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Saṁyutta Nikāya — The Connected Discourses

SN35: Connected Discourses on the Six Sense Bases

SN35:238 The Simile of the Vipers

1"Bhikkhus, suppose there were four vipers of fierce heat and deadly venom.[n.173] Spk says this sutta was addressed to bhikkhus who practised meditation using the characteristic of suffering as their meditation subject. Spk takes the "four vipers" (cattāro āsı̄visā) as referring to the four families of vipers, not four individual serpents. The four are: (i) the wooden-mouthed (kaṇ̣hamukha), whose bite causes the victim's entire body to stiffen like dry wood; (ii) the putrid-mouthed (pātimukha), whose bite makes the victim's body decay and ooze like a decaying fruit; (iii) the fiery-mouthed (aggimukha), whose bite causes its victim's body to burn up and scatter like ashes or chaff (see SN35.69); and (iv) the dagger-mouthed (satthamukha), whose bite causes the victim's body to break apart like a pole struck by lightning.
The etymology of āsīvisa is uncertain. Spk offers three alternatives, none especially persuasive: (i) āsittavisā, "with besprinkled poison," because their poison is stored as if it were sprinkling (āsiñcitvā viya) their whole body; (ii) asitavisa, "with eaten poison," because whatever they eat becomes poison; and (iii) asisadisavisa, "with swordlike poison," because their poison is sharp like a sword. Sp I 220,13 offers: asu sīghaṁ etassa visaṁ agacchati ti asīviso; "it is a viper because its poison comes on quick and fast." Four types of asīvisa are mentioned at AN4.110 (AN II 110–11).
Then a man would come along wanting to live, not wanting to die, desiring happiness and averse to suffering. They would tell him: ‘Good man, these four vipers are of fierce heat and deadly venom. sn.iv.173 From time to time they must be lifted up; from time to time they must be bathed; from time to time they must be fed; from time to time they must be laid to rest.[n.174] Be and Se: saṁvesetabbā (Ee: pavesetabbā). Spk glosses with nipajjāpetabbā, "to be made to lie down." Spk provides an elaborate background story, making this a punishment imposed on the man by the king. But if one or another of these vipers ever becomes angry with you, then, good man, you will meet death or deadly suffering. Do whatever has to be done, good man!’

2"Then, bhikkhus, afraid of the four vipers of fierce heat and deadly venom, that man would flee in one direction or another. They would tell him: ‘Good man, five murderous enemies are pursuing you, thinking, "Wherever we see him, we will take his life right on the spot." Do whatever has to be done, good man!’

3"Then, bhikkhus, afraid of the four vipers of fierce heat and deadly venom, and of the five murderous enemies, that man would flee in one direction or another. They would tell him: ‘Good man, a sixth murderer, an intimate companion,[n.175] Chaṭṭho antaracaro vadhako. Spk: The king spoke to his ministers thus: "First, when he was pursued by the vipers, he fled here and there, tricking them. Now, when pursued by five enemies, he flees even more swiftly. We can’t catch him, but by trickery we can. Therefore send as a murderer an intimate companion from his youth, one who used to eat and drink with him." The ministers then sought out such a companion and sent him as a murderer. is pursuing you with drawn sword, thinking, "Wherever I see him I will cut off his head right on the spot." Do whatever has to be done, good man!’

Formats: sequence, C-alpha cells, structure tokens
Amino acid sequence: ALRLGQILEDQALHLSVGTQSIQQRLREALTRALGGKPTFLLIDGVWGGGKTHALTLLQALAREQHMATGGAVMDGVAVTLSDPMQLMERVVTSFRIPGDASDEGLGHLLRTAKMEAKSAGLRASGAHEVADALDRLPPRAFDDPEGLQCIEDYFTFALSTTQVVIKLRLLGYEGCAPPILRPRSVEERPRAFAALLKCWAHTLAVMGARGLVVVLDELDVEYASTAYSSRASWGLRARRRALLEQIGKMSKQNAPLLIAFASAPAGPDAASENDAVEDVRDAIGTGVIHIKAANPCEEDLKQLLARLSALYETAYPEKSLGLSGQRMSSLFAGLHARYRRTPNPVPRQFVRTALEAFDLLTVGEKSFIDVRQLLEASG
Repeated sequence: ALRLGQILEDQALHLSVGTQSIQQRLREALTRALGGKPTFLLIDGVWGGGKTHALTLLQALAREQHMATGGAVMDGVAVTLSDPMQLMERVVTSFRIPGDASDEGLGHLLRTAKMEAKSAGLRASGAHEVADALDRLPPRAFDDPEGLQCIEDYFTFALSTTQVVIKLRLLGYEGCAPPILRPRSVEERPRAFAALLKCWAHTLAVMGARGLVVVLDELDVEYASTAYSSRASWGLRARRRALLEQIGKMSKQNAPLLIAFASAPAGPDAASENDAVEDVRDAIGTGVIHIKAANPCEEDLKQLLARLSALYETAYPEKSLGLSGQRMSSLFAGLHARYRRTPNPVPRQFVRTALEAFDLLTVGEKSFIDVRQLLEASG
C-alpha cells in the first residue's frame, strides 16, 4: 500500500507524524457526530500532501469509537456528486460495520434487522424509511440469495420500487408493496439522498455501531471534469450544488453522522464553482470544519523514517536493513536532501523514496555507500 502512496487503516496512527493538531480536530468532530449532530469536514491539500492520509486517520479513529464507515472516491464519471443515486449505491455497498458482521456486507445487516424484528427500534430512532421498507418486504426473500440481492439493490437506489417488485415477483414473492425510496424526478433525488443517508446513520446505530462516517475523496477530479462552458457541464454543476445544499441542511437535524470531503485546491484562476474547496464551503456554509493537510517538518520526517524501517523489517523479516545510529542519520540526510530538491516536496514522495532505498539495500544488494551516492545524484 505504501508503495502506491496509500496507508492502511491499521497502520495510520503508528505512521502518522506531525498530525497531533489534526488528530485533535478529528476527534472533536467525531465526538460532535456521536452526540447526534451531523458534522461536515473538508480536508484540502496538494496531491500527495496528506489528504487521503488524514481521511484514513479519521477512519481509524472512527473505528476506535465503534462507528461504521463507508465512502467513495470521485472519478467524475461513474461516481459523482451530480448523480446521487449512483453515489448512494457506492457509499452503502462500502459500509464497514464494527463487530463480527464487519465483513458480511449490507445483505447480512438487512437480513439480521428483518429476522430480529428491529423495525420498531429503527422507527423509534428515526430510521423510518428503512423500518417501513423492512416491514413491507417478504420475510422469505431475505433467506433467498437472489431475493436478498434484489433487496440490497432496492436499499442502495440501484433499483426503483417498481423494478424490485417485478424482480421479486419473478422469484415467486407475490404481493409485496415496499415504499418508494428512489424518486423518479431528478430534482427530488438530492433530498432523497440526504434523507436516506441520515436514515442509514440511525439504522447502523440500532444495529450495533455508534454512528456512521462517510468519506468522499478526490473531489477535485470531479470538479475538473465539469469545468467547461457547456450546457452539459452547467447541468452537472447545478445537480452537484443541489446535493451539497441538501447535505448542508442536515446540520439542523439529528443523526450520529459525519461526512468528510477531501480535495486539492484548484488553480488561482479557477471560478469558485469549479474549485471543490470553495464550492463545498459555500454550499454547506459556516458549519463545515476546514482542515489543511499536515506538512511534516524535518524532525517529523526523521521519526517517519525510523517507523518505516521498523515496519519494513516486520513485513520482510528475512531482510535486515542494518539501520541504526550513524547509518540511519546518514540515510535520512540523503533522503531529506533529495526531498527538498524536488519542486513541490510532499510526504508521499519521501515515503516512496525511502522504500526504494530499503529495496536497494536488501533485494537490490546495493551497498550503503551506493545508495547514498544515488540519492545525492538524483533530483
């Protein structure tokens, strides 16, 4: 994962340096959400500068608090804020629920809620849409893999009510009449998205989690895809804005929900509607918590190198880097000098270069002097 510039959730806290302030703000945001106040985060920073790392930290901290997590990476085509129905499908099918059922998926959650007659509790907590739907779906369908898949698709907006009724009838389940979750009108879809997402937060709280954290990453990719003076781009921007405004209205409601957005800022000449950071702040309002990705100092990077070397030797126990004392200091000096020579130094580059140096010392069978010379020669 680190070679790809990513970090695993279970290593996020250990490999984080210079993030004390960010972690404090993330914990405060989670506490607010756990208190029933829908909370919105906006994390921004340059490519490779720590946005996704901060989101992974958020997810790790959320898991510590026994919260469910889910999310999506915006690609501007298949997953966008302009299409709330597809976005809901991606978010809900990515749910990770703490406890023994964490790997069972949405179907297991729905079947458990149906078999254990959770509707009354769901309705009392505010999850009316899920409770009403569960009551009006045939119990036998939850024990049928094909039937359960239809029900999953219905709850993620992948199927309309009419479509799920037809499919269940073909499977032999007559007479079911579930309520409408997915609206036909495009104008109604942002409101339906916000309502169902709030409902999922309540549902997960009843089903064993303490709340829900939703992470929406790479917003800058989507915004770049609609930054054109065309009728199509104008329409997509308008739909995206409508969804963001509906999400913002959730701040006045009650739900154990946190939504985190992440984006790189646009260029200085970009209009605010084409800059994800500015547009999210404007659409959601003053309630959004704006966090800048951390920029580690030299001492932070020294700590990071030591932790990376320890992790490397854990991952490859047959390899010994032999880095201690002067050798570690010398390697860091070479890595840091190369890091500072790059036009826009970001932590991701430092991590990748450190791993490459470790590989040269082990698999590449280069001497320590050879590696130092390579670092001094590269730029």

4"Then, bhikkhus, afraid of the four vipers of fierce heat and deadly venom, and of the five murderous enemies, and of the sixth murderer, the intimate companion with drawn sword, that man would flee in one direction or another. He would see an empty village. Whatever house he enters is void, deserted, empty. Whatever pot he takes hold of is void, hollow, empty. They would tell him: ‘Good man, just now village-attacking dacoits will raid[n.176] Be: pivisanti; Se and Ee: vadhissanti. this empty village. Do whatever has to be done, good man!’ sn.iv.174

5"Then, bhikkhus, afraid of the four vipers of fierce heat and deadly venom, and of the five murderous enemies, and of the sixth murderer—the intimate companion with drawn sword—and of the village-attacking dacoits, that man would flee in one direction or another. He would see a great expanse of water whose near shore was dangerous and fearful, and whose further shore was safe and free from danger, but there would be no ferryboat or bridge for crossing over from the near shore to the far shore.[n.177] See the better known simile of the raft at MN22 (MN I 134–35).

"Then the man would think: ‘There is this great expanse of water whose near shore is dangerous and fearful, and whose further shore is safe and free from danger, but there is no ferryboat or bridge for crossing over. Let me collect grass, twigs, branches, and foliage, and bind them together into a raft, so that by means of that raft, making an effort with my hands and feet, I can get safely across to the far shore.’


6"Then the man would collect grass, twigs, branches, and foliage, and bind them together into a raft, so that by means of that raft, making an effort with his hands and feet, he would get safely across to the far shore. Crossed over, gone beyond, the brahmin stands on high ground.[n.178] As at SN35.228 above.

7"I have made up this simile, bhikkhus, in order to convey a meaning. This is the meaning here: ‘The four vipers of fierce heat and deadly venom’: this is a designation for the four great elements—the earth element, the water element, the heat element, the air element.[n.179] Spk correlates each element with a particular family of vipers: the earth element with the wooden-mouthed; the water element with the putrid-mouthed; the fire element with the fiery-mouthed; and the air element with the dagger-mouthed. See too Vism 367–68 (Ppn 11:102). Spk devotes three pages to elaborating on the comparison.

8"‘The five murderous enemies’: this is a designation for the five aggregates subject to clinging; that is, the material form aggregate subject to clinging, the feeling aggregate subject to clinging, the perception aggregate subject to clinging, the volitional formations aggregate subject to clinging, the consciousness aggregate subject to clinging.[n.180] See the simile of the murderous servant at SN22.85 (III 112–14). The explanation Spk gives here is almost identical with the explanation it gives of the word vadhako in SN22.95, v. 5c, summarized as follows: Spk explains that māyāyaṁ bālalāpinī, in pāda b, refers specifically to the aggregate of consciousness. The aggregate-mass is a murderer in two ways: (i) because the aggregates slay each other; and (ii) because murder appears in dependence on the aggregates. As to (i), when the earth element breaks up it takes along the other elements, and when the form aggregate breaks up it takes along the mental aggregates. As to (ii), when the aggregates exist such things as murder, bondage, injury, etc., come into being.